(This article belongs to the Special Issue Host–Pathogen Interaction)
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Article
Identification and Characterization of a Fatty Acid- and Retinoid-Binding Protein Gene (Ar-far-1) from the Chrysanthemum Foliar Nematode, Aphelenchoides ritzemabosi
Int. J. Mol. Sci. 2019, 20(22), 5566; https://doi.org/10.3390/ijms20225566 - 07 Nov 2019
Viewed by 781
Abstract
The chrysanthemum foliar nematode (CFN), Aphelenchoides ritzemabosi, is a migratory, plant-parasitic nematode that is widely distributed and infects the aboveground parts of many plants. The fatty acid- and retinoid-binding proteins (FAR) are nematode-specific proteins that are involved in the development, reproduction, and [...] Read more.
The chrysanthemum foliar nematode (CFN), Aphelenchoides ritzemabosi, is a migratory, plant-parasitic nematode that is widely distributed and infects the aboveground parts of many plants. The fatty acid- and retinoid-binding proteins (FAR) are nematode-specific proteins that are involved in the development, reproduction, and infection of nematodes and are secreted into the tissues to disrupt the plant defense reaction. In this study, we obtained the full-length sequence of the FAR gene (Ar-far-1) from CFN, which is 727 bp and includes a 546 bp ORF that encodes 181 amino acids. Ar-FAR-1 from CFN has the highest sequence similarity to Ab-FAR-1 from A. besseyi, and they are located within the same branch of the phylogenetic tree. Fluorescence-based ligand-binding analysis confirmed that recombinant Ar-FAR-1 was bound to fatty acids and retinol. Ar-far-1 mRNA was expressed in the muscle layer, intestine, female genital system, and egg of CFN, and more highly expressed in females than in males among the four developmental stages of CFN. We demonstrated that the reproduction number and infection capacity of CFN decreased significantly when Ar-far-1 was effectively silenced by in vitro RNAi. Ar-far-1 plays an important role in the development, reproduction, infectivity, and pathogenesis of CFN and may be used as an effective target gene for the control of CFN. The results provide meaningful data about the parasitic and pathogenic genes of CFN to study the interaction mechanism between plant-parasitic nematodes and hosts. Full article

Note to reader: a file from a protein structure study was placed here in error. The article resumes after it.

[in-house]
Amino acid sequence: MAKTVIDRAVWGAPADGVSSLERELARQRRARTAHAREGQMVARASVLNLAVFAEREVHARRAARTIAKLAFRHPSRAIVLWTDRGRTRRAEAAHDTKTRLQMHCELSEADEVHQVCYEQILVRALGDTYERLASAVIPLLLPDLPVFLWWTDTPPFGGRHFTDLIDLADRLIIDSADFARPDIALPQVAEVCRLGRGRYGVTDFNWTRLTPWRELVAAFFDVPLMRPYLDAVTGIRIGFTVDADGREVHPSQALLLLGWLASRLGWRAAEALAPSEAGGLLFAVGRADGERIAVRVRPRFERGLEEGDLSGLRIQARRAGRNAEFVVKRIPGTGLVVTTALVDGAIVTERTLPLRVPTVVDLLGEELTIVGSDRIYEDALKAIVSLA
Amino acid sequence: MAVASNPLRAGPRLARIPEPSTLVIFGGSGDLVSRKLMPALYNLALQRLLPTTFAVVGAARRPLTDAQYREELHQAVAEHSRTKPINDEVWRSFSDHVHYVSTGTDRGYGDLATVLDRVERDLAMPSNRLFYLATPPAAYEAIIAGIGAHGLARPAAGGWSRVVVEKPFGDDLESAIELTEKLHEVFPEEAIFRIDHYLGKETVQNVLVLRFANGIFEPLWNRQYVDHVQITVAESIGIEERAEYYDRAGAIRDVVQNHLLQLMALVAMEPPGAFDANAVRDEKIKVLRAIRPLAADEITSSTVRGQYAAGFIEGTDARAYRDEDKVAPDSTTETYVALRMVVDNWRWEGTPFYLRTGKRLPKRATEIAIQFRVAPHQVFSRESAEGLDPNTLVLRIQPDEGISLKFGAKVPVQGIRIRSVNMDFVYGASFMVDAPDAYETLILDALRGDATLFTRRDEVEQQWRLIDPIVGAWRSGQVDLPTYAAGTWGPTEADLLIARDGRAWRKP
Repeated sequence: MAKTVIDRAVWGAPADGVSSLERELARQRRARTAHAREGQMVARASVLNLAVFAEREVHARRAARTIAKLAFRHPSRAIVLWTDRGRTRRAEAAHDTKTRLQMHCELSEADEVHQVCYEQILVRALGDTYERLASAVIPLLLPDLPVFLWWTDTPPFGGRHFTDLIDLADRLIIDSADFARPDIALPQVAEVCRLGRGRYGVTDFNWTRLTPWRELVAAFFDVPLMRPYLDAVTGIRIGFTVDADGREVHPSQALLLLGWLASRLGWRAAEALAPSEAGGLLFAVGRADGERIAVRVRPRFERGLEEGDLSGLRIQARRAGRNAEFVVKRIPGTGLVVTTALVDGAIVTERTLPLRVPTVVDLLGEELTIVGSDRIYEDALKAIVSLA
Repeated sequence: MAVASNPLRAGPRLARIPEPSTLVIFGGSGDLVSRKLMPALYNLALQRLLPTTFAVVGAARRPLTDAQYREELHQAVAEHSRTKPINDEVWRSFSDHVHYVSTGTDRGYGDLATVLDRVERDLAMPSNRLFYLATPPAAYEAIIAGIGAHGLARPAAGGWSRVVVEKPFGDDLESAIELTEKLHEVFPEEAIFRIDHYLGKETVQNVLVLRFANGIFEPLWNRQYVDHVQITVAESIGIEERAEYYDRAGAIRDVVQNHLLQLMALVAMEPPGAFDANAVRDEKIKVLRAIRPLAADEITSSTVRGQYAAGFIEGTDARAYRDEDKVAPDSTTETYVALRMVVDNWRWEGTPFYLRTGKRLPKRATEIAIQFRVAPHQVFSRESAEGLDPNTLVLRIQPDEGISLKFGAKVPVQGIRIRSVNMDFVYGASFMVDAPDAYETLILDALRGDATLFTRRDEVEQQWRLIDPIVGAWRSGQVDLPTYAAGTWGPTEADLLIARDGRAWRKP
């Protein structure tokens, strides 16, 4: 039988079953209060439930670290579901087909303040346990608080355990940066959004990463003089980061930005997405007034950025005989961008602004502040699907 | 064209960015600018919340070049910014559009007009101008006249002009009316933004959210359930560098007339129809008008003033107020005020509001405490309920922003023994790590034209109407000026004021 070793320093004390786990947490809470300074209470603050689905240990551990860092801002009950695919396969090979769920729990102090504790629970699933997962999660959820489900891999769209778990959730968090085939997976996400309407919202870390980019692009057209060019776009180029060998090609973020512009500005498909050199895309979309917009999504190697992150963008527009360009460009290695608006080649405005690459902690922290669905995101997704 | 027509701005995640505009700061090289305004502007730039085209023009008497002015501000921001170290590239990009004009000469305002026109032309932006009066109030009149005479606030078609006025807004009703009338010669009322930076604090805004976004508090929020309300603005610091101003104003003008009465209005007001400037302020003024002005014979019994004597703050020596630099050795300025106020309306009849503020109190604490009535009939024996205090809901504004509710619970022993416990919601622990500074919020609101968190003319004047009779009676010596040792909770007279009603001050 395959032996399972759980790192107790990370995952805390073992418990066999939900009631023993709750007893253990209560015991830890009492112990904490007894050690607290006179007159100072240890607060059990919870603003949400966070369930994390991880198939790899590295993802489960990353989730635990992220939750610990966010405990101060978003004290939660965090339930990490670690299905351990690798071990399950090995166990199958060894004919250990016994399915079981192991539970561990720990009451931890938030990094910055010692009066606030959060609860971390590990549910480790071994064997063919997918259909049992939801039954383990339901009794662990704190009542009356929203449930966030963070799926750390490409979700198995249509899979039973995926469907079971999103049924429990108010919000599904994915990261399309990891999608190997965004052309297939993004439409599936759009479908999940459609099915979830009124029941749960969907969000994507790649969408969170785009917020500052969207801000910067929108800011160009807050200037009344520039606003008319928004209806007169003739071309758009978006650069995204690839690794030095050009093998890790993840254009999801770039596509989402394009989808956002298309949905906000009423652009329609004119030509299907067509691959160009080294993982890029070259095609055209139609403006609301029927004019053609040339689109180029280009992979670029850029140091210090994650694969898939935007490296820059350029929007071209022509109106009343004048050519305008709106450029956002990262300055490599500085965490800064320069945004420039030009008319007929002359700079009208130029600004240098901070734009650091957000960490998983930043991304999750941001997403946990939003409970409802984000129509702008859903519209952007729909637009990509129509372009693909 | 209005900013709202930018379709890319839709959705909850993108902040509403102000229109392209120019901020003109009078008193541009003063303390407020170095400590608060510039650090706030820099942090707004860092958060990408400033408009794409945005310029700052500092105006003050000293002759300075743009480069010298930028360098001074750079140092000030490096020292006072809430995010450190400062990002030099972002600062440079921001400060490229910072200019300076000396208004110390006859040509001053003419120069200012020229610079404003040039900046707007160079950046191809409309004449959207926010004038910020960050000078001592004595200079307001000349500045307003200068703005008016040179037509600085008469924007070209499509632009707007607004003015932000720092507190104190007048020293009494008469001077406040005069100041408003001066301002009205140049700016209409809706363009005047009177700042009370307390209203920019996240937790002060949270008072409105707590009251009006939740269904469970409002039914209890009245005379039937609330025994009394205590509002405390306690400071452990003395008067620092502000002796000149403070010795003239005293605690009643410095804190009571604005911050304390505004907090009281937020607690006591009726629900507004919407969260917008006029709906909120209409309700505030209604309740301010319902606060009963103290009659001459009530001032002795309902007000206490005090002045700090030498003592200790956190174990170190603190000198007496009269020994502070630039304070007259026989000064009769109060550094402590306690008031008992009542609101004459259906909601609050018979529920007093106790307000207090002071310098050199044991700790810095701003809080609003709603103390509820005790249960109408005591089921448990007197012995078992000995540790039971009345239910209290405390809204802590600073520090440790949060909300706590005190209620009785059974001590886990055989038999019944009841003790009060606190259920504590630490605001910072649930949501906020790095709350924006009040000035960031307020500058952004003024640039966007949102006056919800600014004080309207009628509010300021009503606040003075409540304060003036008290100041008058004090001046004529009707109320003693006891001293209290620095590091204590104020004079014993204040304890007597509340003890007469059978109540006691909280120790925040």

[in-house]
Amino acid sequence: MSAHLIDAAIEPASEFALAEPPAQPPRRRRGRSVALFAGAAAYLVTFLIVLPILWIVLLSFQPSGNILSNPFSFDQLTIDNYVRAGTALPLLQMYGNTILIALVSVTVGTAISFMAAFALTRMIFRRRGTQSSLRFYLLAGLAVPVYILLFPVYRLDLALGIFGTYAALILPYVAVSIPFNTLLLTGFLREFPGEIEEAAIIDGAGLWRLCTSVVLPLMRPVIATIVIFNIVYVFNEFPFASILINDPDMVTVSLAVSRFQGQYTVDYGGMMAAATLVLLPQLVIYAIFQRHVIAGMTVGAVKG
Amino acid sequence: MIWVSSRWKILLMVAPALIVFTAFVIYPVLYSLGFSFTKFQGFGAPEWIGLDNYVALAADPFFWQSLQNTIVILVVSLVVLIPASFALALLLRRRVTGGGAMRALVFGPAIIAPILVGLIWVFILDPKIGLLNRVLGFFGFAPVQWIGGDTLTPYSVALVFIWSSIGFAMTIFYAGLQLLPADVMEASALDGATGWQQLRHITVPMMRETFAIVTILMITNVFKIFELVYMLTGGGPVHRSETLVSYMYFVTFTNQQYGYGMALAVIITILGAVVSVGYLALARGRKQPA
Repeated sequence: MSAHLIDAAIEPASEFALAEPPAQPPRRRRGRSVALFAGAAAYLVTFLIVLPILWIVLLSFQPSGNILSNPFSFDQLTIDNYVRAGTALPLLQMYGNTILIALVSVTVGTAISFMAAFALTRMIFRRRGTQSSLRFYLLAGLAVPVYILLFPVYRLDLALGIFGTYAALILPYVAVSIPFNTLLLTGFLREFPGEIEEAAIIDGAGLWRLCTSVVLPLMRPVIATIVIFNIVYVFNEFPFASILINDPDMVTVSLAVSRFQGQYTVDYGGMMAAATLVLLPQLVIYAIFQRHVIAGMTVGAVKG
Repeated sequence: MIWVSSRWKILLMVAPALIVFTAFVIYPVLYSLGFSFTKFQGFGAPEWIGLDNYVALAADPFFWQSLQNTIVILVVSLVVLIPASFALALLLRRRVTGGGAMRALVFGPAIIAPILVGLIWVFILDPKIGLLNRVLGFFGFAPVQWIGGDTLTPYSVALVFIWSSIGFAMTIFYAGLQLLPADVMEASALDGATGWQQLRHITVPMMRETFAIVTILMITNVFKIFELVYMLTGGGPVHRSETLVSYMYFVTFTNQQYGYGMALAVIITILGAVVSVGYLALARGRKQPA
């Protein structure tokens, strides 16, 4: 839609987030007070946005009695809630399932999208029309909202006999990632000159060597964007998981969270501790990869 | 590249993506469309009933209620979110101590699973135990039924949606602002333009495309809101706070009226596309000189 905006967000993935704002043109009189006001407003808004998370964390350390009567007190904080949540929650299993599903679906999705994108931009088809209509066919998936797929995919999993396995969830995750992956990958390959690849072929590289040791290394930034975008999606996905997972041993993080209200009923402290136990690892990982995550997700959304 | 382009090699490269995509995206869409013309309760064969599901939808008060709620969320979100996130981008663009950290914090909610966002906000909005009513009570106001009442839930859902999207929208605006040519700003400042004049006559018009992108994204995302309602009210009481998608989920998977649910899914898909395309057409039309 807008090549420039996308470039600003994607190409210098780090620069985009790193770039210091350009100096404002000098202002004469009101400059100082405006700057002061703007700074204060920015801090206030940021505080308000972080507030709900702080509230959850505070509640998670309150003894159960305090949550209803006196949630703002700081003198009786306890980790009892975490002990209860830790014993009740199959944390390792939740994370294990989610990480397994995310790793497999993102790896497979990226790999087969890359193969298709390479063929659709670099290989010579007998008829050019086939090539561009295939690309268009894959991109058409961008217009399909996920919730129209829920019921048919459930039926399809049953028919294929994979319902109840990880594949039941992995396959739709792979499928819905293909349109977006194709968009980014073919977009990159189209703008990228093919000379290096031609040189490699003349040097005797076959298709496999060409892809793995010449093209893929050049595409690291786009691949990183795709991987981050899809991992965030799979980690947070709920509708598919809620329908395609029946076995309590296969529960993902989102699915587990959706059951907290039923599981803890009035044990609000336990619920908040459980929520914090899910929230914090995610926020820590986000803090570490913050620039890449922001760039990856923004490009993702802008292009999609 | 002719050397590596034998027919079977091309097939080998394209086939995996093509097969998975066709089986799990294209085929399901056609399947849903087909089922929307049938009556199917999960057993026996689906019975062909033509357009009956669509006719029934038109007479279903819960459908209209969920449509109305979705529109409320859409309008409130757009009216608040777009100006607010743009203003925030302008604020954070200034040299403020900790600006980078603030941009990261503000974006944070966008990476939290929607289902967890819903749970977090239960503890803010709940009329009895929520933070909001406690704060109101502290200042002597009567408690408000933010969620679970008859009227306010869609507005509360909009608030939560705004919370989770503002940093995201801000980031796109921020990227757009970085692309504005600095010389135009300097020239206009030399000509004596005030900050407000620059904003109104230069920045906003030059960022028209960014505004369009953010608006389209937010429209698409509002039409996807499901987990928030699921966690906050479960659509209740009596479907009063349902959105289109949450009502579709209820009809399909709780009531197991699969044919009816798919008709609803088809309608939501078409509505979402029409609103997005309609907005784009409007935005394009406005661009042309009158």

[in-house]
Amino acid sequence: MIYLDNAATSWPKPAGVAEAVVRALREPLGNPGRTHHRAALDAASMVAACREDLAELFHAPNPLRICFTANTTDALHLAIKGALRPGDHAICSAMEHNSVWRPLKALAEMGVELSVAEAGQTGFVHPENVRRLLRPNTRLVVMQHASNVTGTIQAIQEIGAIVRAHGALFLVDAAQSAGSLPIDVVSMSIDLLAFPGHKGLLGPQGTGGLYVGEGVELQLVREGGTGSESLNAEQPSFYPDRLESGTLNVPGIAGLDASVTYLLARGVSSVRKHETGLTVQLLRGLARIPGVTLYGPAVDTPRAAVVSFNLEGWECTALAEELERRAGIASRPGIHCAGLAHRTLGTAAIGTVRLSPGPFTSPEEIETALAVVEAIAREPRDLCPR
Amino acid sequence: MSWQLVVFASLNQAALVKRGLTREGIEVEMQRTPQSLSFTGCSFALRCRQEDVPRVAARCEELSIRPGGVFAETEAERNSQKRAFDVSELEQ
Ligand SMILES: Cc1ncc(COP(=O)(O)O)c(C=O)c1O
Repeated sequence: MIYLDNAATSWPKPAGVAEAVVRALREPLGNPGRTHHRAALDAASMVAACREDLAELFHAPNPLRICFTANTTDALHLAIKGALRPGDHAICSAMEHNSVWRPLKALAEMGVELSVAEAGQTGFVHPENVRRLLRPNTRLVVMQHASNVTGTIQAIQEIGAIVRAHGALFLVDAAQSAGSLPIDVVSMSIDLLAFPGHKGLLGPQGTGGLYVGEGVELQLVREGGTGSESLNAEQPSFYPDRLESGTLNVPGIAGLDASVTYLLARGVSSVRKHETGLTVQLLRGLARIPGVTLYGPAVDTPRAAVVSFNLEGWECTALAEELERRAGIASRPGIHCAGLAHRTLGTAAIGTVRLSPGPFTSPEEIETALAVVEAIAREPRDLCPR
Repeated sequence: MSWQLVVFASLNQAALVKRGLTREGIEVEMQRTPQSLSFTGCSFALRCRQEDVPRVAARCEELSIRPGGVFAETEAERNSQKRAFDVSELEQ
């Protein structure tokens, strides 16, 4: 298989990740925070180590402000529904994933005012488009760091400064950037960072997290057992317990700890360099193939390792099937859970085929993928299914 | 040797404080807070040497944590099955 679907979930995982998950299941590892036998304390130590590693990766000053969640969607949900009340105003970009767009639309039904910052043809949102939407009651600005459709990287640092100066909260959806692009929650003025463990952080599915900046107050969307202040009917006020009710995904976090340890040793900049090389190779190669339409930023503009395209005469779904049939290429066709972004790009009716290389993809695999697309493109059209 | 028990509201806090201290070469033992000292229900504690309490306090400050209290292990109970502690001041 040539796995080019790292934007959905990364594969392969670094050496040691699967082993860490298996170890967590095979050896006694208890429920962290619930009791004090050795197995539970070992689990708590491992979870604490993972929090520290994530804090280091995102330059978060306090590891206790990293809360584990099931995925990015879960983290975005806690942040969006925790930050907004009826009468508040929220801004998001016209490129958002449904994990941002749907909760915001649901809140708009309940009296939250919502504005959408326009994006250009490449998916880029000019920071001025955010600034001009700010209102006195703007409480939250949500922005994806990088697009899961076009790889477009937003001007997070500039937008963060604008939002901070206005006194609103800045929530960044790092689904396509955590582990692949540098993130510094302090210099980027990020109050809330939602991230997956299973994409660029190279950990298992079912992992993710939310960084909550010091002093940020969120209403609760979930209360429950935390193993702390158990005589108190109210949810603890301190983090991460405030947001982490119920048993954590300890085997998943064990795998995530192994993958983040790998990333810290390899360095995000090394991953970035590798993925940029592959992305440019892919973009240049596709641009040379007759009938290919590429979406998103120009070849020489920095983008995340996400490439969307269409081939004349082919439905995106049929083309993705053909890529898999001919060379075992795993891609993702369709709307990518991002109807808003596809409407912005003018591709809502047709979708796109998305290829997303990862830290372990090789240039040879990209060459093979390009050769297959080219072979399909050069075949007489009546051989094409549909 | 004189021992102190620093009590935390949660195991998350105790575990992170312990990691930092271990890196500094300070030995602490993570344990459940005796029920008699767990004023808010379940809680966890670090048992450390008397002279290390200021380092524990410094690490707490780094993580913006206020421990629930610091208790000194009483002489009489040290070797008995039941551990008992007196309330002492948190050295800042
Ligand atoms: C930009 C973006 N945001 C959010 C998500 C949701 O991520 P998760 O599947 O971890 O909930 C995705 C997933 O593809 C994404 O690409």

(This article belongs to the Special Issue Host–Pathogen Interaction)
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Article
Study on the Role of Cytc in Response to BmNPV Infection in Silkworm, Bombyx mori (Lepidoptera)
Int. J. Mol. Sci. 2019, 20(18), 4325; https://doi.org/10.3390/ijms20184325 - 04 Sep 2019
Cited by 9 | Viewed by 942
Abstract
Bombyx mori nucleopolyhedrovirus (BmNPV) is one of the primary pathogens of the silkworm. Cytochrome c (cytc) showed a significant response to BmNPV infection in our previous transcriptome study. However, little is known about the role of Bombyx mori cytc (Bmcytc) in [...] Read more.
Bombyx mori nucleopolyhedrovirus (BmNPV) is one of the primary pathogens of the silkworm. Cytochrome c (cytc) showed a significant response to BmNPV infection in our previous transcriptome study. However, little is known about the role of Bombyx mori cytc (Bmcytc) in resistance to BmNPV infection. In this study, the expression levels analysis of Bmcytc showed stable expression levels in selected tissues of the resistant strain AN following BmNPV infection, while there was downregulation in the susceptible strain p50, except in the malpighian tubule. To further study the role of Bmcytc in viral infection, Bmcytc was knocked down with siRNA in vitro, resulting in significant downregulation of selected downstream genes of the mitochondrial pathway, including Bmapaf, Bmcaspase-Nc, and Bmcaspase-1; this was also confirmed by overexpression of Bmcytc using the pIZT/V5-His-mCherry insect vector, except Bmcaspase-1. Moreover, knockdown of Bmcytc significantly promoted the infection process of BmNPV in vitro, while the infection was inhibited by overexpression of Bmcytc at the early stage and subsequently increased rapidly. Based on these results, we concluded that Bmcytc plays a vital role in BmNPV infection by regulating the mitochondrial apoptosis pathway. Our work provides valuable data for the clarification of the mechanism of silkworm resistance to BmNPV infection. Full article